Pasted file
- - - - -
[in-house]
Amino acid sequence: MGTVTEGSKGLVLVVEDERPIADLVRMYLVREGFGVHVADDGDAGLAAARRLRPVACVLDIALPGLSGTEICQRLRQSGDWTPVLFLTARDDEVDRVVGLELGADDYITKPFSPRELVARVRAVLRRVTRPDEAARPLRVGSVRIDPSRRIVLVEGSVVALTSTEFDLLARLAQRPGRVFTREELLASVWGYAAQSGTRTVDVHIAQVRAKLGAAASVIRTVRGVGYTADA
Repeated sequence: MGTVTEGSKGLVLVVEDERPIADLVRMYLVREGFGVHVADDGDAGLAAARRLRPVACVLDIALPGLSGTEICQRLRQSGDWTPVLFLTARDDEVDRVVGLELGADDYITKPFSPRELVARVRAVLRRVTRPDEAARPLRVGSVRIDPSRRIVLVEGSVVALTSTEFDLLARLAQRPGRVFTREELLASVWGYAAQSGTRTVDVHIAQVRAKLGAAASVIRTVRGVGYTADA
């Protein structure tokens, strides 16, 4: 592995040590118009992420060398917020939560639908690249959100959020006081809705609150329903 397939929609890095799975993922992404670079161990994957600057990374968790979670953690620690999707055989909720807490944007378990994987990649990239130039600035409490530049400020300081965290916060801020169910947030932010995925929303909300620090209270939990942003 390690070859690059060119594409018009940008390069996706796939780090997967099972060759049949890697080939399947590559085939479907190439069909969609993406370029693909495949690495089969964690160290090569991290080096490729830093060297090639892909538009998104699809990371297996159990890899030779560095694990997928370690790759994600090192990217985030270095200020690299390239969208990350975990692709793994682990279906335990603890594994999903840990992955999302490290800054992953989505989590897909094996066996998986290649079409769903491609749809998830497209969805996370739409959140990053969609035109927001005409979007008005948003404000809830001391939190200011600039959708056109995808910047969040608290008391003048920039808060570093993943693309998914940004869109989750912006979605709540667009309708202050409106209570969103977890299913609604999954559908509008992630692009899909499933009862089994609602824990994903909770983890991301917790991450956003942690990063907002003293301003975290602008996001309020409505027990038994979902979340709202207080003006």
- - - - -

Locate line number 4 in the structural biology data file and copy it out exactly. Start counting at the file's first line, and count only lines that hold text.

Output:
């Protein structure tokens, strides 16, 4: 592995040590118009992420060398917020939560639908690249959100959020006081809705609150329903 397939929609890095799975993922992404670079161990994957600057990374968790979670953690620690999707055989909720807490944007378990994987990649990239130039600035409490530049400020300081965290916060801020169910947030932010995925929303909300620090209270939990942003 390690070859690059060119594409018009940008390069996706796939780090997967099972060759049949890697080939399947590559085939479907190439069909969609993406370029693909495949690495089969964690160290090569991290080096490729830093060297090639892909538009998104699809990371297996159990890899030779560095694990997928370690790759994600090192990217985030270095200020690299390239969208990350975990692709793994682990279906335990603890594994999903840990992955999302490290800054992953989505989590897909094996066996998986290649079409769903491609749809998830497209969805996370739409959140990053969609035109927001005409979007008005948003404000809830001391939190200011600039959708056109995808910047969040608290008391003048920039808060570093993943693309998914940004869109989750912006979605709540667009309708202050409106209570969103977890299913609604999954559908509008992630692009899909499933009862089994609602824990994903909770983890991301917790991450956003942690990063907002003293301003975290602008996001309020409505027990038994979902979340709202207080003006």